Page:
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Sexual violence in conflict destroys lives and damages communities. Next week sees the largest gathering ever brought together on this subject, with a view to creating irreversible momentum against sexual violence in conflict. This global summit will be held in London from 10-13 June 2014. More than 140 world leaders will take part in these discussions aimed at bringing an end to sexual violence in conflict.
Background to this summit
The United Nations established the Office of the Special Representative of the Secretary-General for Sexual Violence in Conflict in 2009. This office has six priorities:
- to end impunity for sexual violence in conflict by assisting national authorities to strengthen criminal accountability, responsiveness to survivors and judicial capacity
- the protection and empowerment of civilians who face sexual violence in conflict, in particular, women and girls who are targeted disproportionately by this crime
- to mobilize political ownership by fostering government engagement in developing and implementing strategies to combat sexual violence
- to increase recognition of rape as a tactic and consequence of war through awareness-raising activities at the international and country levels
- to harmonise the UN’s response by leading UN Action Against Sexual Violence in Conflict, a network of focal points from 13 UN agencies that amplify programming and advocacy on this issue in the wider UN agenda
- to emphasise greater national ownership.
The Office has eight priority countries:
- Bosnia and Herzegovina
- Central African Republic (CAR)
- Colombia; Cote d’Ivoire
- Democratic Republic of Congo (DRC)
- South Sudan
While six of the eight priority countries are in Africa, this problem is widespread and the Office of the Special Representative is engaged on this issue in Asia and the Pacific (in Cambodia for residual cases from the Khmer Rouge period) and the Middle East (Syria).
UN Security Council Resolutions about ending sexual violence in armed conflict
Resolution 2106 on 24 June 2013
Focuses on accountability for perpetrators of sexual violence in conflict and stresses women’s political and economic empowerment.
Resolution 1960 on 16 December 2010
Establishes a monitoring, analysis and reporting mechanism on conflict-related sexual violence in situations on the Council’s agenda, and also calls upon parties to armed conflict to make specific, time-bound commitments to prohibit and punish sexual violence; asks the Secretary-General to monitor those commitments.
Media reports about the Global Summit
- 'Foreign minister Julie Bishop speaks out against sexual violence in war zones', SMH, 2 June 2014
- 'Ending sexual violence in conflict: what’s your message to world leaders?' by Liz Ford, The Guardian, 29 May 2914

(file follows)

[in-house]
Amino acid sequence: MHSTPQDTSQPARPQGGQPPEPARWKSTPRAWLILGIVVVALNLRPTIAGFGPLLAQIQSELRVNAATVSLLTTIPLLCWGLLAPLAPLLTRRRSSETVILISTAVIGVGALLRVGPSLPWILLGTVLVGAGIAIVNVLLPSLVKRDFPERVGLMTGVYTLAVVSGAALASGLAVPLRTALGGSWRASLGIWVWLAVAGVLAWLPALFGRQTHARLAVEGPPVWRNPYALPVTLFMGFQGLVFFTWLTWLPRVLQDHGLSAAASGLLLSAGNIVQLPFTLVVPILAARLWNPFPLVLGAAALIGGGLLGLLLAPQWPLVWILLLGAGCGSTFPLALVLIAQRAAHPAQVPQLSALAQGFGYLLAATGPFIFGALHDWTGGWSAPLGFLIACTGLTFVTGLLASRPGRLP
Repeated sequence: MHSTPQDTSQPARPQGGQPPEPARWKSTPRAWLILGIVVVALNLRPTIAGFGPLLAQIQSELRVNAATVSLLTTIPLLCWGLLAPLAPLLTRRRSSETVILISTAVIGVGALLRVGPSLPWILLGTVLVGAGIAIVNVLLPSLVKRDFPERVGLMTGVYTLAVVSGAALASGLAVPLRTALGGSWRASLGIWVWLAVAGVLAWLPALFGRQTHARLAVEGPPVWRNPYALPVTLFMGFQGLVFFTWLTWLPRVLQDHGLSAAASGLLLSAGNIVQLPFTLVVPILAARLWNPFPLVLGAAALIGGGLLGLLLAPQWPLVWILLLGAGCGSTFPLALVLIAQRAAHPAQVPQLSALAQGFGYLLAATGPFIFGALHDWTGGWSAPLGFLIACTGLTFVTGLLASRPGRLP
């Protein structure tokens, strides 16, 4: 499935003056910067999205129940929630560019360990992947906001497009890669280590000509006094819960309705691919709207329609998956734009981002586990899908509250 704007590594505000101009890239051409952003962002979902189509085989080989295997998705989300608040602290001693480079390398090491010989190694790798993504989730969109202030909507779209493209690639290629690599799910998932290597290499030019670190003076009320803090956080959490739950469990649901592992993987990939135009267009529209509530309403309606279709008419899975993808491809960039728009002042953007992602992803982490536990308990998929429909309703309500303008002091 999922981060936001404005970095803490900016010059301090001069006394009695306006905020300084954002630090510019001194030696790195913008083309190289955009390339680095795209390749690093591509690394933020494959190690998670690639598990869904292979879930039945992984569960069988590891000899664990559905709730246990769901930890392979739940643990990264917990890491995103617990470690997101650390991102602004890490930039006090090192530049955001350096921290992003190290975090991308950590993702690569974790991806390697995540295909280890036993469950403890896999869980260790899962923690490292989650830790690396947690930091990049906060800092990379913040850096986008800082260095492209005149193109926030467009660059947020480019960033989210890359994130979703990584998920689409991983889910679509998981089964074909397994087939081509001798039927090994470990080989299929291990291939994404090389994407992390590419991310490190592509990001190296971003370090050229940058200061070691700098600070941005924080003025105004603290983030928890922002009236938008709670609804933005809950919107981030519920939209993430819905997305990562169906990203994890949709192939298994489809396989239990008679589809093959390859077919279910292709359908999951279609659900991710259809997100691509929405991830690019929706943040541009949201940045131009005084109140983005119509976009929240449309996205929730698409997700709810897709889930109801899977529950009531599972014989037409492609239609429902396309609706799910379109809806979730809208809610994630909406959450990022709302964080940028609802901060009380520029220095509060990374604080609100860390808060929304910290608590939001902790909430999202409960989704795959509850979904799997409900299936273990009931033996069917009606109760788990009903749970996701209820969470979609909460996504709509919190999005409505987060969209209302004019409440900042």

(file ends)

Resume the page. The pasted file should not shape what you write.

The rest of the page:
- 'Jolie to seek end to sexual violence as war weapon at London summit' by Julian Borger, The Guardian, 1 April 2014
The Office of the Special Representative of the Secretary-General for Sexual Violence in Conflict have established an online forum: Stop Rape Now. It invites everyone to take a stand against the use of sexual violence as a tactic of war by adding a cross-armed picture to their global campaign.
Stay Smart Online Week is an awareness campaign conducted by the Australian Government, in partnership with the industry, the community sector and all levels of government. This week is a good time to consider protecting personal and financial information online.
This year the theme is 'On The Go' which reflects the importance of staying safe and secure online while using mobile devices when social networking, banking, shopping, and navigating the internet.
Find out about:
- securing your mobile device
- securing your desktop or laptop computer
- protecting your identity and privacy
- protecting your online accounts and banking
- safely connecting and sharing
- protecting children
- smart online shopping
CERT Australia, the national computer emergency response team has released the 2013 Cyber Crime and Security Survey Report. This annual survey provides a picture of the cyber threat environment, helping the CERT to provide major Australian businesses the best cyber security advice and support possible. See media release, 29 May 2014
Finding out more about cyberlaw
Use our Research Guide: Preliminary Part II: HSC Legal Studies - Cyberlaw to find information about:
Between September 2012 and March 2014 the NSW prison population rose by 13%, reaching a record high in March this year of 10,917. If the current trend in inmate numbers continues, the NSW prison population will likely rise by another 17% (about 12,500 inmates) by March 2015.
The increase in the prisoner numbers is due to two factors: higher arrest rates and tougher penalties. This is the conclusion of the NSW Bureau of Crime Statistics and Research in a new report 'Why is the NSW prison population growing?' See the media release for a summary of the findings of this report by Don Weatherburn, Wai-Yin Wan and Simon Corben (Issue paper No 95, April 2014).
The Attorney General is hailing this as a mark of success in making the community safer. See his media statement 'Community safe as arrests and imprisonment rise', 15 May 2014.
More about prisons and prisoners
For further information you can look at the following resources:
- NSW Bureau of Crime Statistics and Research – scroll down the alphabetic list to 'prison'
- Australian Institute of Criminology – imprisonment and detention
- Find Legal Answers - prisoners
- Magazine articles: Use Informit Online - Law if you have a Library card for the State Library. Type in 'prison' or 'imprisonment' and select full text
- Case study on new style of prison for Indigenous offenders: See Law Report, 20 May 2014.